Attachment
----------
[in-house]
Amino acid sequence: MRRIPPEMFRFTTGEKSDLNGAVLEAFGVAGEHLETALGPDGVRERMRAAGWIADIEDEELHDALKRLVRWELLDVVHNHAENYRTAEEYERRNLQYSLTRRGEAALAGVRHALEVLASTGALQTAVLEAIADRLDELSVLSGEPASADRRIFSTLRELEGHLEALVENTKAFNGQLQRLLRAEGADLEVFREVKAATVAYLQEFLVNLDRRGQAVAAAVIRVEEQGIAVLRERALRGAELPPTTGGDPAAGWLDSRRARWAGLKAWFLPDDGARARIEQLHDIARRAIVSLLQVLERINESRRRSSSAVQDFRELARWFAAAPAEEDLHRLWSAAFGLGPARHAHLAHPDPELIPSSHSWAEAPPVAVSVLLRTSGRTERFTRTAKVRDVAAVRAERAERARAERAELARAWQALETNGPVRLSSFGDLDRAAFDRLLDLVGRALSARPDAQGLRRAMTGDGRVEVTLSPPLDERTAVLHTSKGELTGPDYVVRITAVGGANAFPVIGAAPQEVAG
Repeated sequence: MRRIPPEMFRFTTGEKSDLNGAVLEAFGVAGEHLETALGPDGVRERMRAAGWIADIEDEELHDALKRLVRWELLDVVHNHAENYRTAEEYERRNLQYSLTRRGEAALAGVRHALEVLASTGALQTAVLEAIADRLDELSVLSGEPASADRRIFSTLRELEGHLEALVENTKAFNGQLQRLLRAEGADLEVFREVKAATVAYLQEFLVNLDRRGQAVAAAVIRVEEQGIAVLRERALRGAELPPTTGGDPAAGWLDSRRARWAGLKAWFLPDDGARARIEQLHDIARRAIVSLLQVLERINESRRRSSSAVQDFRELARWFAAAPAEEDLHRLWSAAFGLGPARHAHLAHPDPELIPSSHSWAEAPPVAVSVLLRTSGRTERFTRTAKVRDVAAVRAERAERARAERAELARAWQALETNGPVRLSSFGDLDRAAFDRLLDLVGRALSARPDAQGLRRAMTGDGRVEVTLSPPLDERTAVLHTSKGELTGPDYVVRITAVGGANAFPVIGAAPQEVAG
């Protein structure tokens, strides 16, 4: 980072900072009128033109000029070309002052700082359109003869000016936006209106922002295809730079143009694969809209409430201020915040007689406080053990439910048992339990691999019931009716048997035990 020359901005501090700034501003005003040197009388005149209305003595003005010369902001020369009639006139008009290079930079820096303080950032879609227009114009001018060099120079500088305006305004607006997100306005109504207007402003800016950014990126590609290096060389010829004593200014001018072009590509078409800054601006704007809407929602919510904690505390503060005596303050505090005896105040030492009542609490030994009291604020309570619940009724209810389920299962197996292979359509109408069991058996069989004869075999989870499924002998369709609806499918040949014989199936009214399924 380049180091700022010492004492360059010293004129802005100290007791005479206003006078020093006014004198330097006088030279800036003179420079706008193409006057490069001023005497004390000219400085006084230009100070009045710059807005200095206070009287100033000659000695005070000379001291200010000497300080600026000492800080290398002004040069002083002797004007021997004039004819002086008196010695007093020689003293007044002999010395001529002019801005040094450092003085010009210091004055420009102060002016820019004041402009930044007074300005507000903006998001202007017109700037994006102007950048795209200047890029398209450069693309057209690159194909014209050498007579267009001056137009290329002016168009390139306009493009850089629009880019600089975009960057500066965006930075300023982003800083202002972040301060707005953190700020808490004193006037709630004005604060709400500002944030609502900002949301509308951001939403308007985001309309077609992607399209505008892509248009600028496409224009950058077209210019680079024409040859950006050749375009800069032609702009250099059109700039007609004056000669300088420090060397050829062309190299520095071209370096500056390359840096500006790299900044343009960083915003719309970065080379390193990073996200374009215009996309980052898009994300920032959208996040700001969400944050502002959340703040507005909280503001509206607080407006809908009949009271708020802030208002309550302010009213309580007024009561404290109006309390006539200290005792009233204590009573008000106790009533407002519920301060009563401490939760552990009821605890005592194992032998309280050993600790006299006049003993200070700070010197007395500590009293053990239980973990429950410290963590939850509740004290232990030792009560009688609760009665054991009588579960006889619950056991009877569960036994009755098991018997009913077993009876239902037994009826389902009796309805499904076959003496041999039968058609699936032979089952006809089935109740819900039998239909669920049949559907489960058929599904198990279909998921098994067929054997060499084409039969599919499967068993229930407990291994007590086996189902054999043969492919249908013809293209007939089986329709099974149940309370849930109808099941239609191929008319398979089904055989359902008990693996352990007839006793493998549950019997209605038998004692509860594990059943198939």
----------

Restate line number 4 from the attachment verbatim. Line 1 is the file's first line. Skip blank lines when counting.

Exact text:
């Protein structure tokens, strides 16, 4: 980072900072009128033109000029070309002052700082359109003869000016936006209106922002295809730079143009694969809209409430201020915040007689406080053990439910048992339990691999019931009716048997035990 020359901005501090700034501003005003040197009388005149209305003595003005010369902001020369009639006139008009290079930079820096303080950032879609227009114009001018060099120079500088305006305004607006997100306005109504207007402003800016950014990126590609290096060389010829004593200014001018072009590509078409800054601006704007809407929602919510904690505390503060005596303050505090005896105040030492009542609490030994009291604020309570619940009724209810389920299962197996292979359509109408069991058996069989004869075999989870499924002998369709609806499918040949014989199936009214399924 380049180091700022010492004492360059010293004129802005100290007791005479206003006078020093006014004198330097006088030279800036003179420079706008193409006057490069001023005497004390000219400085006084230009100070009045710059807005200095206070009287100033000659000695005070000379001291200010000497300080600026000492800080290398002004040069002083002797004007021997004039004819002086008196010695007093020689003293007044002999010395001529002019801005040094450092003085010009210091004055420009102060002016820019004041402009930044007074300005507000903006998001202007017109700037994006102007950048795209200047890029398209450069693309057209690159194909014209050498007579267009001056137009290329002016168009390139306009493009850089629009880019600089975009960057500066965006930075300023982003800083202002972040301060707005953190700020808490004193006037709630004005604060709400500002944030609502900002949301509308951001939403308007985001309309077609992607399209505008892509248009600028496409224009950058077209210019680079024409040859950006050749375009800069032609702009250099059109700039007609004056000669300088420090060397050829062309190299520095071209370096500056390359840096500006790299900044343009960083915003719309970065080379390193990073996200374009215009996309980052898009994300920032959208996040700001969400944050502002959340703040507005909280503001509206607080407006809908009949009271708020802030208002309550302010009213309580007024009561404290109006309390006539200290005792009233204590009573008000106790009533407002519920301060009563401490939760552990009821605890005592194992032998309280050993600790006299006049003993200070700070010197007395500590009293053990239980973990429950410290963590939850509740004290232990030792009560009688609760009665054991009588579960006889619950056991009877569960036994009755098991018997009913077993009876239902037994009826389902009796309805499904076959003496041999039968058609699936032979089952006809089935109740819900039998239909669920049949559907489960058929599904198990279909998921098994067929054997060499084409039969599919499967068993229930407990291994007590086996189902054999043969492919249908013809293209007939089986329709099974149940309370849930109808099941239609191929008319398979089904055989359902008990693996352990007839006793493998549950019997209605038998004692509860594990059943198939």